Sunday, March 25, 2012
Book Review: A Mind of Its Own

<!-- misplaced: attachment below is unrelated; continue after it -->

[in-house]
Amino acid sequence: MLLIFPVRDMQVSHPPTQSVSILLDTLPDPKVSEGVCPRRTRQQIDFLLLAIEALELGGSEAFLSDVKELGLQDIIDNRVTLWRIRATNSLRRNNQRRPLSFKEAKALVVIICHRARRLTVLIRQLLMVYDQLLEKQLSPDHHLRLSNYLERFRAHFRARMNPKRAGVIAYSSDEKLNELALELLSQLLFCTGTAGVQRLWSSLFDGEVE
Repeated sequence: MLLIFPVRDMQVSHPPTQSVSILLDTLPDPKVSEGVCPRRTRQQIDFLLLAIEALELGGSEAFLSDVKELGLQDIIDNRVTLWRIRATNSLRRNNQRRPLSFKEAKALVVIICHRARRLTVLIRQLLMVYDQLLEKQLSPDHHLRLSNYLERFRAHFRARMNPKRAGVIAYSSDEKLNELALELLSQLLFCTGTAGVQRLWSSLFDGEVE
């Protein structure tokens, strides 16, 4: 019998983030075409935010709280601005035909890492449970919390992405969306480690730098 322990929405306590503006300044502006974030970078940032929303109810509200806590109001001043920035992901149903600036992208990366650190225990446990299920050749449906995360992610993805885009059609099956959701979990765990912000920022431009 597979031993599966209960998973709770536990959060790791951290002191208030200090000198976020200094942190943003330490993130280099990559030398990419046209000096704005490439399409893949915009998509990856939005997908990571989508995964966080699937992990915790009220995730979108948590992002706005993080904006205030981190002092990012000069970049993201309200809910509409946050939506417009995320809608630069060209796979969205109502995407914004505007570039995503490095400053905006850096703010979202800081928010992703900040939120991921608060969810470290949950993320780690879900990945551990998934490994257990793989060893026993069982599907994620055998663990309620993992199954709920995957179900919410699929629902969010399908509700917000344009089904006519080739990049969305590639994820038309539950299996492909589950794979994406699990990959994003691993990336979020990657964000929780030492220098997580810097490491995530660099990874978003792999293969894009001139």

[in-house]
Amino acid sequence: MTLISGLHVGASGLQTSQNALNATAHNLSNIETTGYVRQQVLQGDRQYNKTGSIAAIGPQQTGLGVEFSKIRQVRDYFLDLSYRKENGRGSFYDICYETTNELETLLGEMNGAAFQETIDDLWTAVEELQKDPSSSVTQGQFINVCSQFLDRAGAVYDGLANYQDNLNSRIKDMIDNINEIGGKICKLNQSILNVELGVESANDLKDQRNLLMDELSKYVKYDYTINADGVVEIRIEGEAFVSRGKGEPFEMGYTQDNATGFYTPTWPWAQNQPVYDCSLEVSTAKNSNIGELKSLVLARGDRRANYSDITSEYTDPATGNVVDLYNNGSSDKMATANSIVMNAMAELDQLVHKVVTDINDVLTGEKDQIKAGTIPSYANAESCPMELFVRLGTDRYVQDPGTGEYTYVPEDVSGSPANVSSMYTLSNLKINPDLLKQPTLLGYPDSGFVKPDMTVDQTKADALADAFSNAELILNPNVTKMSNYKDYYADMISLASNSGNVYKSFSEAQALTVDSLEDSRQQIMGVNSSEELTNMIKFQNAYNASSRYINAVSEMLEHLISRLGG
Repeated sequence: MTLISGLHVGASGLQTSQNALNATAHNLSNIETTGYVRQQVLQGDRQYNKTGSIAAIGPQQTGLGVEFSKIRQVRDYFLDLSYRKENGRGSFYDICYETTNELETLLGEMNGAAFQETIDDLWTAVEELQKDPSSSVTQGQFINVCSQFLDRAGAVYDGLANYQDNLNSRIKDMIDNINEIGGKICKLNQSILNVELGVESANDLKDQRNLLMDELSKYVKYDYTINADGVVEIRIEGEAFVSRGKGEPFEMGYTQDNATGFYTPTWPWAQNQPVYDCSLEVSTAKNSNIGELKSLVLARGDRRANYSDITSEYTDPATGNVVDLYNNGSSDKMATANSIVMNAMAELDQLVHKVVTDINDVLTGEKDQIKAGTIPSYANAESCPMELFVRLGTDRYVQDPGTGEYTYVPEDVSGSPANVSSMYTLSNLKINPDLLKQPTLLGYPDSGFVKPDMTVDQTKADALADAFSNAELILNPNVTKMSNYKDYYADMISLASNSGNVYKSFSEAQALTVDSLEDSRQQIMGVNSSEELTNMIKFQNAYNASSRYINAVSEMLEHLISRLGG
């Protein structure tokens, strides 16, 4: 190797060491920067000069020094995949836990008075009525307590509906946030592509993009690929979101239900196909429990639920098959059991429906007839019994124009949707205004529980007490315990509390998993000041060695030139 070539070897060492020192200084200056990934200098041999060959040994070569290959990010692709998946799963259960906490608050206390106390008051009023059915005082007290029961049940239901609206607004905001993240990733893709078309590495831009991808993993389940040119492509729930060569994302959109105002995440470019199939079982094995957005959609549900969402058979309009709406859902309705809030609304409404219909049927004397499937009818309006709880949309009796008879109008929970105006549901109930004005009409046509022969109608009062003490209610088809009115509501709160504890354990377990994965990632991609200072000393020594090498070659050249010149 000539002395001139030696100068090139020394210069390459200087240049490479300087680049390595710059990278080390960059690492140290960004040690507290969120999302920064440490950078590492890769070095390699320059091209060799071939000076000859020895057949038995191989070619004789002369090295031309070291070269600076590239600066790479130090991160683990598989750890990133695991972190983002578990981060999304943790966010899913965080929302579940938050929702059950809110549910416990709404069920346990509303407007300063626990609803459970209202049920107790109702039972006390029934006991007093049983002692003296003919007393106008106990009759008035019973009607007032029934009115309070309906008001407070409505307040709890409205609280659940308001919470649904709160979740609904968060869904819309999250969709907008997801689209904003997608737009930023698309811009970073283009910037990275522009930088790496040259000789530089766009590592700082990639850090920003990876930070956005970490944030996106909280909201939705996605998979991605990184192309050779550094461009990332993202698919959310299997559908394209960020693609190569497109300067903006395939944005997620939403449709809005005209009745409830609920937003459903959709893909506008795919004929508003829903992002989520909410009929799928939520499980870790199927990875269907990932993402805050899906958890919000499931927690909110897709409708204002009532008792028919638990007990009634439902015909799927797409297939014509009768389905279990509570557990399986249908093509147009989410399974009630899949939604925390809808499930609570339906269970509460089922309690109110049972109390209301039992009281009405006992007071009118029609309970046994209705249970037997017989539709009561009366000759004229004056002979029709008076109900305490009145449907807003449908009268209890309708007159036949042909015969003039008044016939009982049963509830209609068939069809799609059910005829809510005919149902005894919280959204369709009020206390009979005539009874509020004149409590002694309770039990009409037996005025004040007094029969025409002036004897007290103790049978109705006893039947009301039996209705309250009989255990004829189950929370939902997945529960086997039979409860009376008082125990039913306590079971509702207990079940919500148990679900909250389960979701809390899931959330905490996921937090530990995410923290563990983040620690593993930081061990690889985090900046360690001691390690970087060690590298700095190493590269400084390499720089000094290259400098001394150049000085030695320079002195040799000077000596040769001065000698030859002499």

As fascinating as this research may be, this is all material that has been covered equally well in a variety of other books, from Malcolm Gladwell’s Blink to Jonah Lehrer’s vastly superior How We Decide. For that reason, there is little to recommend Fine’s tome in particular. Not that the book is without strengths. Foremost among them is the straightforward organization of content, with chapters like “The Deluded Brain,” “The Weak-Willed Brain,” and “The Bigoted Brain” clearly demarcating the kinds of research that will be discussed therein. That being said, any advantage the book’s organization may hold is offset by Fine’s writing. The author is so determined to win over her audience that the first several chapters are virtually drowning in whimsy. The relentless and cloying cutesiness of Fine’s prose is almost unbearable, though, thankfully, it tapers off quite a bit as the volume continues.